Black Country Living Museum to build £9.4m historic new town

Thanks to £9.4m from The National Lottery Heritage Fund, the Black Country Living Museum in Dudley, West Midlands, will undergo a huge transformation to share stories of life in the 1940-60s.

The project, BCLM: Forging Ahead, will see an entire historic town built within the grounds of the museum. It will recreate landmarks of the Black Country to provide an evocative snapshot of what life was like in the 1940-60s.

Several buildings that were of great significance to the local community will be recreated or replicated using archive material and historic photographs, while others will be translocated brick-by-brick to their new home at the museum.

The Elephant & Castle public house that stood in Wolverhampton is one of the buildings being recreated. Controversially demolished in 2001, the pub will be painstakingly rebuilt as it was in its heyday, including the distinct green ceramic brickwork on its outside walls.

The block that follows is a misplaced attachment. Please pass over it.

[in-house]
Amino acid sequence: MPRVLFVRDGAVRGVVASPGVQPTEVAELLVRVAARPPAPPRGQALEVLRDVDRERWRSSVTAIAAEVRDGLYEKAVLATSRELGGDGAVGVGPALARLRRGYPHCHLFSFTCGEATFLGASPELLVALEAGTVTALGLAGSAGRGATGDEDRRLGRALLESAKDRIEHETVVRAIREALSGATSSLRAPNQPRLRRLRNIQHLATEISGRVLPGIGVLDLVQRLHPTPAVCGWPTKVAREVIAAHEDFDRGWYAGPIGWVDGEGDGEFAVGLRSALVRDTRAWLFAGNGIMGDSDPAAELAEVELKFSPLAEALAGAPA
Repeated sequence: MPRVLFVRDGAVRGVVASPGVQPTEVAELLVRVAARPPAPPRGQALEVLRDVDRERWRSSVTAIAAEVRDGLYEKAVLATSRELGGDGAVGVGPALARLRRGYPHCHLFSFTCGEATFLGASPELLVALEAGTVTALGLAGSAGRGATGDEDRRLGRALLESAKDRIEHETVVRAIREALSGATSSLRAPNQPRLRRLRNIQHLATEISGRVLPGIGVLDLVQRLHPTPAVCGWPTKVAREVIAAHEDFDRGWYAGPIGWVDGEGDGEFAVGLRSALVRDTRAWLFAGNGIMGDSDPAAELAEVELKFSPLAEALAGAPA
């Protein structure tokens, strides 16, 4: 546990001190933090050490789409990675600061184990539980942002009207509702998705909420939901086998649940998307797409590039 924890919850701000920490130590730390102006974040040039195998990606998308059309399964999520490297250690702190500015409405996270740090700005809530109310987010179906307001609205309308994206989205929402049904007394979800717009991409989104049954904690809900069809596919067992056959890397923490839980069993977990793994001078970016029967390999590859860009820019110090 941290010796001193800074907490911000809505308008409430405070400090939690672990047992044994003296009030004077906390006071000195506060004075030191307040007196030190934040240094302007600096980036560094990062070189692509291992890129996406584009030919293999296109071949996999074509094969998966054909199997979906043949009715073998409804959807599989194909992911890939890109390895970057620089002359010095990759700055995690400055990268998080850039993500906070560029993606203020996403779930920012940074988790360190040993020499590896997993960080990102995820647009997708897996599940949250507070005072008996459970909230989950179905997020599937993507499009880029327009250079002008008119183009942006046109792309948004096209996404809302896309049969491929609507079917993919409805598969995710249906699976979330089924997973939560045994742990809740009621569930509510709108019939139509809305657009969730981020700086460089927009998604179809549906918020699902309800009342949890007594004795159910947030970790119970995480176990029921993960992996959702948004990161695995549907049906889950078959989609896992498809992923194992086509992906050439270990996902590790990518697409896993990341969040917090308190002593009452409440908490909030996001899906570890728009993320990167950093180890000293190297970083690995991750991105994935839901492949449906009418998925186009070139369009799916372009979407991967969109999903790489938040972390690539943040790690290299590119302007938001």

In the 1960s, the pub was a watering hole for customers of all backgrounds. Irish, Jamaican and South Asian workers often met, drank and played dominoes together.

The Black Country Living Museum will bring to life the stories of the workers who gathered in the pub after their shifts.

Work has just begum on this major project and is set to be completed in 2022.

The museum currently offers a host of places to eat and drink including Bottle & Glass Inn, Hobb's Fish & Chip Shop, Workers' Institute Café, Crown Tubeworks Café. There is also a sweet shop and bakery.